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Board satisfied with performance of Baltimore’s Inspector General despite some critics


BALTIMORE — An advisory board has issued its first performance review of Baltimore City Inspector General Isabel Mercedes Cumming.

Overall, the seven member panel found that Cumming is doing an “effective job and is held in high regard by the public. They also find that the OIG is hard-working, highly capable, and committed to carrying out its obligations under the Charter.”

In her response to the review, Cumming acknowledged some changes her office made as suggested by the board.

Those include the creation of a publicly available strategic plan which explains how the Inspector General selects what matters to investigate, and a list of office policies and priorities.

The board was assembled in June by Baltimore City Solicitor Jim Shea, based on the City Charter which requires oversight of the Inspector General.

Although Cumming in the past has agreed with the idea of oversight, members of this particular board are empowered to determine her fate.

The Inspector General has expressed concern that current members of the board could present a potential conflict of interest, in the event any of them come under investigation by her office.

That sentiment was agreed upon by at least one of the board’s members, Ronald Weich, Dean of the University of Baltimore Law School.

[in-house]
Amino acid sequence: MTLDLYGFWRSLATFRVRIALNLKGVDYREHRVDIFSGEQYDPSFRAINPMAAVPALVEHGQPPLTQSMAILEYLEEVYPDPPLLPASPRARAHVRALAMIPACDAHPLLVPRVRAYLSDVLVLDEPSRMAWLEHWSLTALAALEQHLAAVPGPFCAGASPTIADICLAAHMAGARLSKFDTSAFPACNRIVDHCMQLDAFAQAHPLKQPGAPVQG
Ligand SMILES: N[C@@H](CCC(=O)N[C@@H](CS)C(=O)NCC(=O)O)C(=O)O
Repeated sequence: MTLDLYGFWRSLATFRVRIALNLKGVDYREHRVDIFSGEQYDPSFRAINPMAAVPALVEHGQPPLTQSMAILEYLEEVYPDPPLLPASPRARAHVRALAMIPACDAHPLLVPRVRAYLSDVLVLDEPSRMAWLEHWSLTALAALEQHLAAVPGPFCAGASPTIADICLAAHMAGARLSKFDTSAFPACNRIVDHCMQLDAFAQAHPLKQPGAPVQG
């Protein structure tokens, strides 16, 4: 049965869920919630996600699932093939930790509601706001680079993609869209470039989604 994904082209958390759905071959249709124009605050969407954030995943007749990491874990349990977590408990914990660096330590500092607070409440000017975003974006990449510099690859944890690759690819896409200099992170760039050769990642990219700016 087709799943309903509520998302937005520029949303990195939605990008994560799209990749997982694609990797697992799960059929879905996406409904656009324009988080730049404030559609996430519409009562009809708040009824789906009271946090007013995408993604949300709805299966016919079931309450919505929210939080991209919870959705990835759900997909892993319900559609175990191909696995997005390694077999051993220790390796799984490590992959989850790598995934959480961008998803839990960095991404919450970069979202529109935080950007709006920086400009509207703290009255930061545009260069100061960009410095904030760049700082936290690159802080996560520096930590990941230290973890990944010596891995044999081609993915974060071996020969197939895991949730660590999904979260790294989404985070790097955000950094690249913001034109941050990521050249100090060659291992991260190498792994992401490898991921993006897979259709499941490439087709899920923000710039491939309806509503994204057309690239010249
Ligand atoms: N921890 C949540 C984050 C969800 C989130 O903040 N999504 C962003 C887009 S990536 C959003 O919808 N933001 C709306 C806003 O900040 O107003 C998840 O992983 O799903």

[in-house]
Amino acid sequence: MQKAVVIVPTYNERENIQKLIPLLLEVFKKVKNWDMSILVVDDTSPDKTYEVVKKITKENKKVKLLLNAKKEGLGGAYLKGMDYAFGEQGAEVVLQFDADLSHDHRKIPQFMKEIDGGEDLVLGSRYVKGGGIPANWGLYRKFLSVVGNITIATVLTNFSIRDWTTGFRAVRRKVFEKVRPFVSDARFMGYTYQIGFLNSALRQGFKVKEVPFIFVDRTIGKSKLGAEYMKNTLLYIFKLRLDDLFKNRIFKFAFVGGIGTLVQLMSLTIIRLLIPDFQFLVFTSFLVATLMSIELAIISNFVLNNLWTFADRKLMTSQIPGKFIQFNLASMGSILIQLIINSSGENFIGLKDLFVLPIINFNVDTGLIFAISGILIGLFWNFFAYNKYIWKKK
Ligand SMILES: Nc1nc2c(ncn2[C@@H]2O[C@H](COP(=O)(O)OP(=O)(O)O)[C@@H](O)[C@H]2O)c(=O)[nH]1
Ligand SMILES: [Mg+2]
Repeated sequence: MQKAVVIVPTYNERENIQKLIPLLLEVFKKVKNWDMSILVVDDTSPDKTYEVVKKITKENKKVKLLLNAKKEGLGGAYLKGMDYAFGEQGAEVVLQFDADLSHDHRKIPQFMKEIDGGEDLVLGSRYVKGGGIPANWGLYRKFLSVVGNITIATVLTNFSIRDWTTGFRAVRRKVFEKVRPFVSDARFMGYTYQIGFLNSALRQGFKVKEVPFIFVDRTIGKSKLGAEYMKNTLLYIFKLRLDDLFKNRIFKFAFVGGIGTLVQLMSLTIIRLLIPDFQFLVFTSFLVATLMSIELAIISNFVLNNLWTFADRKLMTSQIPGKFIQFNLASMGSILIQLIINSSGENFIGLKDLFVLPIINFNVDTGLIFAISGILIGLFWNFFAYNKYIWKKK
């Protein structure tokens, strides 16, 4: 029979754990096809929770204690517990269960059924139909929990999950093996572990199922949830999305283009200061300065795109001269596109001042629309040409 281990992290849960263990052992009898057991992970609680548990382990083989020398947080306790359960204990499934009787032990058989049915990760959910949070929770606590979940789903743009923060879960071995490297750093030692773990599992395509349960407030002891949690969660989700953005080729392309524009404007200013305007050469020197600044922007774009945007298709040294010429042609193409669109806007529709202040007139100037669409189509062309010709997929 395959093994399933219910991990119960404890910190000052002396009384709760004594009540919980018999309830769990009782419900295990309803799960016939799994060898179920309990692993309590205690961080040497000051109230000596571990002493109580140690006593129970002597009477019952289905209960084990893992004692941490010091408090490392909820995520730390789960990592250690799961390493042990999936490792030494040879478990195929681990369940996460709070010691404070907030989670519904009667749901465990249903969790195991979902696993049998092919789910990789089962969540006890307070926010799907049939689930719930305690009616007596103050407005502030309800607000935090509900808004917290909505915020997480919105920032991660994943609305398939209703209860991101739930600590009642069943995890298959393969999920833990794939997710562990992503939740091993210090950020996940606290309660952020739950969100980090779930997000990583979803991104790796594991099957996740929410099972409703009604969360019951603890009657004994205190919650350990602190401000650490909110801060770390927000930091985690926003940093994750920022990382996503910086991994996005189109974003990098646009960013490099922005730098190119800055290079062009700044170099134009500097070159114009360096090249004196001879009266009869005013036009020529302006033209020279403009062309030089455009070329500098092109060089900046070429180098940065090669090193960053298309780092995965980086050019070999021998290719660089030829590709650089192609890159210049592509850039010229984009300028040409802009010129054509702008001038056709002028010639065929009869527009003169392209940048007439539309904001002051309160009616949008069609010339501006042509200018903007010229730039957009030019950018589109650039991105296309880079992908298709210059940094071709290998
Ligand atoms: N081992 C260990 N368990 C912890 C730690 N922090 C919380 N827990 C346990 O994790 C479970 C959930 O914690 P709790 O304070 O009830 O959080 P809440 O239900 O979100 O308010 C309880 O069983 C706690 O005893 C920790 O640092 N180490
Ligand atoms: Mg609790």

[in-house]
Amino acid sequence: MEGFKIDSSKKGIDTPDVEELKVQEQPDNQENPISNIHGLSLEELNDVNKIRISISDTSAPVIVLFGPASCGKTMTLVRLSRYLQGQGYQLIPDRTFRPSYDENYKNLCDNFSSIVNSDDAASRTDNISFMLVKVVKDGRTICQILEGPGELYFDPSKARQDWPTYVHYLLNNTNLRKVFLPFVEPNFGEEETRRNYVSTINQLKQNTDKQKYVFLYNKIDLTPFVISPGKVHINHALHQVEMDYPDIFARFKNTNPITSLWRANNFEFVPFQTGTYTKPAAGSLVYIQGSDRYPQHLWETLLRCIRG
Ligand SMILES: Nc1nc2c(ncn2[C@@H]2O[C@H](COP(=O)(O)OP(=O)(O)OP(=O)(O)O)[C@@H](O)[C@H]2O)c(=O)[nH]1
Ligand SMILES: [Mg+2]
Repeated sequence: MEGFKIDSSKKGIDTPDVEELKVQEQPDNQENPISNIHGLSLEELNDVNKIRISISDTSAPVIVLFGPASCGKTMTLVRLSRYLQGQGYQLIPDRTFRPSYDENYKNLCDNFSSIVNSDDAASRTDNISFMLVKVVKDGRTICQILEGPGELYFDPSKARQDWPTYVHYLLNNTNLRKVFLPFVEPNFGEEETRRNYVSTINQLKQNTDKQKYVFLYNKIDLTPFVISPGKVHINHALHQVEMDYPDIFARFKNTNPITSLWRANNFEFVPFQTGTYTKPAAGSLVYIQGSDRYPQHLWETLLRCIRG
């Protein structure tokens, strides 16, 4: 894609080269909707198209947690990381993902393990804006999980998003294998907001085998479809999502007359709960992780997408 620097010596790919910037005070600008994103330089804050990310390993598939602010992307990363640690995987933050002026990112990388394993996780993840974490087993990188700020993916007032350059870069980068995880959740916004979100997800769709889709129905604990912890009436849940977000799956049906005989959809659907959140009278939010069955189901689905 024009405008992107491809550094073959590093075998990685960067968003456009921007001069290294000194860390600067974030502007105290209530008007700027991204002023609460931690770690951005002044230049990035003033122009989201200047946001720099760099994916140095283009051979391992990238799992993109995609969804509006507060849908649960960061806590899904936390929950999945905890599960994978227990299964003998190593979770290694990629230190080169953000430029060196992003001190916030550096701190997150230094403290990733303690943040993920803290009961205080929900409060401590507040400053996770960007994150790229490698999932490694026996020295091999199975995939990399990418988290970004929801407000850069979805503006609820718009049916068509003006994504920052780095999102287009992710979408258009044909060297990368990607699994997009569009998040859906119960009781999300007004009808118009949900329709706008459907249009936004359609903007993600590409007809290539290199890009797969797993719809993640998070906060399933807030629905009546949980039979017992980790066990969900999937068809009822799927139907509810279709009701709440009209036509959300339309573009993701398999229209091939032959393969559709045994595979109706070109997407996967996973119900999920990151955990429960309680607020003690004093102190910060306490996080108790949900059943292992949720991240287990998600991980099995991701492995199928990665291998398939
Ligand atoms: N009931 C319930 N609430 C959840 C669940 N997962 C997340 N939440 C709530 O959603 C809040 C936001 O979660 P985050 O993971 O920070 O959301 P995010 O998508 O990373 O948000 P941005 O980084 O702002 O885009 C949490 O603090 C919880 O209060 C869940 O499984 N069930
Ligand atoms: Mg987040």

Currently the board is chaired by Shea and includes two sitting City Council members, Vice President Sharon Middleton and Councilman Eric Costello, who were appointed by City Council President Nick Mosby and husband of City State’s Attorney Marilyn Mosby. Other members were appointed by Mayor Brandon Scott, including his Chief of Staff, Michael Huber.

The Board decided to meet after Cumming came under fire earlier this year when she released a report criticizing Marilyn Mosby’s travel and side businesses.

MORE: New advisory board could determine fate of Baltimore City’s Inspector General

That prompted local groups such as the NAACP to accuse Cumming of using her office to target minority city contractors and elected leaders, despite Mosby herself requesting the investigation.

Cumming’s term in office will conclude at the end of 2024, at which point the board will be tasked with choosing her successor.

In the meantime the board is supposed to meet at minimum once annually, to assess Cumming’s job performance.

The full review can be read below.





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